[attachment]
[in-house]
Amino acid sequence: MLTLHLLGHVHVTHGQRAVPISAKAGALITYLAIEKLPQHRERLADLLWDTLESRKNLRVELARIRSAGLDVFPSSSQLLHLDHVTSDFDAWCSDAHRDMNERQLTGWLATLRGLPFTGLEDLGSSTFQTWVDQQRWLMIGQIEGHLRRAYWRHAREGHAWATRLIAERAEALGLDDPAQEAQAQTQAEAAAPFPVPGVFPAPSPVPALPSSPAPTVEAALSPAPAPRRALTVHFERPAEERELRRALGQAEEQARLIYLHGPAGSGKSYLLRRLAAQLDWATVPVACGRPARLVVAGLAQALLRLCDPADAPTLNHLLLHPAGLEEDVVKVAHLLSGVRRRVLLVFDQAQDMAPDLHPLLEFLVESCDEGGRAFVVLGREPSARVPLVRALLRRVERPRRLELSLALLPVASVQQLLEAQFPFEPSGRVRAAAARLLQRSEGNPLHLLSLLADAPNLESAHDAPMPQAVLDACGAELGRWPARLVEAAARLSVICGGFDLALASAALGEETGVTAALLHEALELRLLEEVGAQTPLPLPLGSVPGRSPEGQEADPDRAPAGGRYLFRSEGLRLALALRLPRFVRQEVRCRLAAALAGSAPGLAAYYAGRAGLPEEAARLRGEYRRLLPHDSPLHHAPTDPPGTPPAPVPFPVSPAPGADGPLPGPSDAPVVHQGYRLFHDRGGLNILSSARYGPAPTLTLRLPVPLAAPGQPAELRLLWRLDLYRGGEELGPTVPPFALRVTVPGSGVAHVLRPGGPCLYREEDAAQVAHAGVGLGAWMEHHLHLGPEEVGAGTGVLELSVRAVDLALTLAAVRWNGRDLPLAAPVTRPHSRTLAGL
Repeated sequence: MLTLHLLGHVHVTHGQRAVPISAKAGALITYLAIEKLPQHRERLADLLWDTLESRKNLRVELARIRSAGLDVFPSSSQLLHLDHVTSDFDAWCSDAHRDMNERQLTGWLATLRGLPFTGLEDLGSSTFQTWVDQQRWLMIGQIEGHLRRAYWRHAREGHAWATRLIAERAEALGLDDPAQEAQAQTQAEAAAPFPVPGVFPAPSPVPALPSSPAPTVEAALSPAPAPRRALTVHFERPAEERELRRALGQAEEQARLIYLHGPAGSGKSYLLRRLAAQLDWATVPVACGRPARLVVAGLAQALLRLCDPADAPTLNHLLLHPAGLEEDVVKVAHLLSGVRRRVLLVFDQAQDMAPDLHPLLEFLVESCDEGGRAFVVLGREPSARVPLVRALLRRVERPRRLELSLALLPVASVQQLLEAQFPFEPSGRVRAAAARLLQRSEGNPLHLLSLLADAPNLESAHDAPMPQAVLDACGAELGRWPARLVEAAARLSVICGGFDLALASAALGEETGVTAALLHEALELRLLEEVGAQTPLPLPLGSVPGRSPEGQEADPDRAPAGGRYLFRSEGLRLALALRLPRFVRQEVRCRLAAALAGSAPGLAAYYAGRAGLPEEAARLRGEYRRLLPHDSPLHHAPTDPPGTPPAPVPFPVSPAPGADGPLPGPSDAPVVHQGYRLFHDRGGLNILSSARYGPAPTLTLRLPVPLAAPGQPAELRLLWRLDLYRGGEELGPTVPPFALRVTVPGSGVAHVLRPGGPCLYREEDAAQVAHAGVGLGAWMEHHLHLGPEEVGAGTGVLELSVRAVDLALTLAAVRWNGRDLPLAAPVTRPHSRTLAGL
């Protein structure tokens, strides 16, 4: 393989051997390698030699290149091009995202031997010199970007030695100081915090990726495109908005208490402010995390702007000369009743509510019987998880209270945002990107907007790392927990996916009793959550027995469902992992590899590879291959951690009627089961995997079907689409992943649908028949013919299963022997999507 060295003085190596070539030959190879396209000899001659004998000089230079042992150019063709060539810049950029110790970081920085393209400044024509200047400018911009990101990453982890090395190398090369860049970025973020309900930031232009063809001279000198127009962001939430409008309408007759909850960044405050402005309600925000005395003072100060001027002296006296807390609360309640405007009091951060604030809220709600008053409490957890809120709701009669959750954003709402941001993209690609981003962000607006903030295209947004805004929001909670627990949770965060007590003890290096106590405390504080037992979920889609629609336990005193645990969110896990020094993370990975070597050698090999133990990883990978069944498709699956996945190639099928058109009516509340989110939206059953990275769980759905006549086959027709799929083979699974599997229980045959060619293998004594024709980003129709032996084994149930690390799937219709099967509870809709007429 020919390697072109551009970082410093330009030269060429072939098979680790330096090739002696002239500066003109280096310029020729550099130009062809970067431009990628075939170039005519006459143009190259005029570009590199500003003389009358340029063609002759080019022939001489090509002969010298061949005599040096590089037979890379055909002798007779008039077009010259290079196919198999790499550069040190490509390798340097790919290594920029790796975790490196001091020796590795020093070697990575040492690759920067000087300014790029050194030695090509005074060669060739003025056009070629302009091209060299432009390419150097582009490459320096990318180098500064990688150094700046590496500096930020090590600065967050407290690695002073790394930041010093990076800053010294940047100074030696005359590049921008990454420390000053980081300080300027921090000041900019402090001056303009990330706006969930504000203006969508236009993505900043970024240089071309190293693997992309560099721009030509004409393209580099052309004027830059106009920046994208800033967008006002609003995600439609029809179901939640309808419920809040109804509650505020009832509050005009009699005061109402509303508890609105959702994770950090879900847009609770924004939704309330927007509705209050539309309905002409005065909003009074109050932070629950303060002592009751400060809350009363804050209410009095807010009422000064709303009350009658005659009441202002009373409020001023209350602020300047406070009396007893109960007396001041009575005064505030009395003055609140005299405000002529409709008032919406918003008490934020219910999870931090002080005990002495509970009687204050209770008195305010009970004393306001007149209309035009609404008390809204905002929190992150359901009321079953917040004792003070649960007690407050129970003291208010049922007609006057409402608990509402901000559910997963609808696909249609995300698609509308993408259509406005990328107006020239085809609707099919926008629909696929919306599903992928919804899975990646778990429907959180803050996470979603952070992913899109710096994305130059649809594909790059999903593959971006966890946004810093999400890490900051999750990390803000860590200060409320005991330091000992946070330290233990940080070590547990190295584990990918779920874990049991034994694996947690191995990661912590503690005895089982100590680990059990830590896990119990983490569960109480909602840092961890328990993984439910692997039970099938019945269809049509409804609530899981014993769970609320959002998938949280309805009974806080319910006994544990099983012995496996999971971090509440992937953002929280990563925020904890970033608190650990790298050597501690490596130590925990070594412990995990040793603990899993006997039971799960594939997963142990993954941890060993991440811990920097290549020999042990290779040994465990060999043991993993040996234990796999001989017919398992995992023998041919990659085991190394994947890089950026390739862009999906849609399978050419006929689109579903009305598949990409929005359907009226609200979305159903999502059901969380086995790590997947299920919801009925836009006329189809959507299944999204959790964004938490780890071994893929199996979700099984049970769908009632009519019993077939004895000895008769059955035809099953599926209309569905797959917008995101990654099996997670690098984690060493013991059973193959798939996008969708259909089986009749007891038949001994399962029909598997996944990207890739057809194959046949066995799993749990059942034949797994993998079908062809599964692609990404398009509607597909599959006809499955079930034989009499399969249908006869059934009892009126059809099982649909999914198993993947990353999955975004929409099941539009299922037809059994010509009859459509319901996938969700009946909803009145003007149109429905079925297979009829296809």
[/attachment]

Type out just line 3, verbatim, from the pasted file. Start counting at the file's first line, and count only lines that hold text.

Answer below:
Repeated sequence: MLTLHLLGHVHVTHGQRAVPISAKAGALITYLAIEKLPQHRERLADLLWDTLESRKNLRVELARIRSAGLDVFPSSSQLLHLDHVTSDFDAWCSDAHRDMNERQLTGWLATLRGLPFTGLEDLGSSTFQTWVDQQRWLMIGQIEGHLRRAYWRHAREGHAWATRLIAERAEALGLDDPAQEAQAQTQAEAAAPFPVPGVFPAPSPVPALPSSPAPTVEAALSPAPAPRRALTVHFERPAEERELRRALGQAEEQARLIYLHGPAGSGKSYLLRRLAAQLDWATVPVACGRPARLVVAGLAQALLRLCDPADAPTLNHLLLHPAGLEEDVVKVAHLLSGVRRRVLLVFDQAQDMAPDLHPLLEFLVESCDEGGRAFVVLGREPSARVPLVRALLRRVERPRRLELSLALLPVASVQQLLEAQFPFEPSGRVRAAAARLLQRSEGNPLHLLSLLADAPNLESAHDAPMPQAVLDACGAELGRWPARLVEAAARLSVICGGFDLALASAALGEETGVTAALLHEALELRLLEEVGAQTPLPLPLGSVPGRSPEGQEADPDRAPAGGRYLFRSEGLRLALALRLPRFVRQEVRCRLAAALAGSAPGLAAYYAGRAGLPEEAARLRGEYRRLLPHDSPLHHAPTDPPGTPPAPVPFPVSPAPGADGPLPGPSDAPVVHQGYRLFHDRGGLNILSSARYGPAPTLTLRLPVPLAAPGQPAELRLLWRLDLYRGGEELGPTVPPFALRVTVPGSGVAHVLRPGGPCLYREEDAAQVAHAGVGLGAWMEHHLHLGPEEVGAGTGVLELSVRAVDLALTLAAVRWNGRDLPLAAPVTRPHSRTLAGL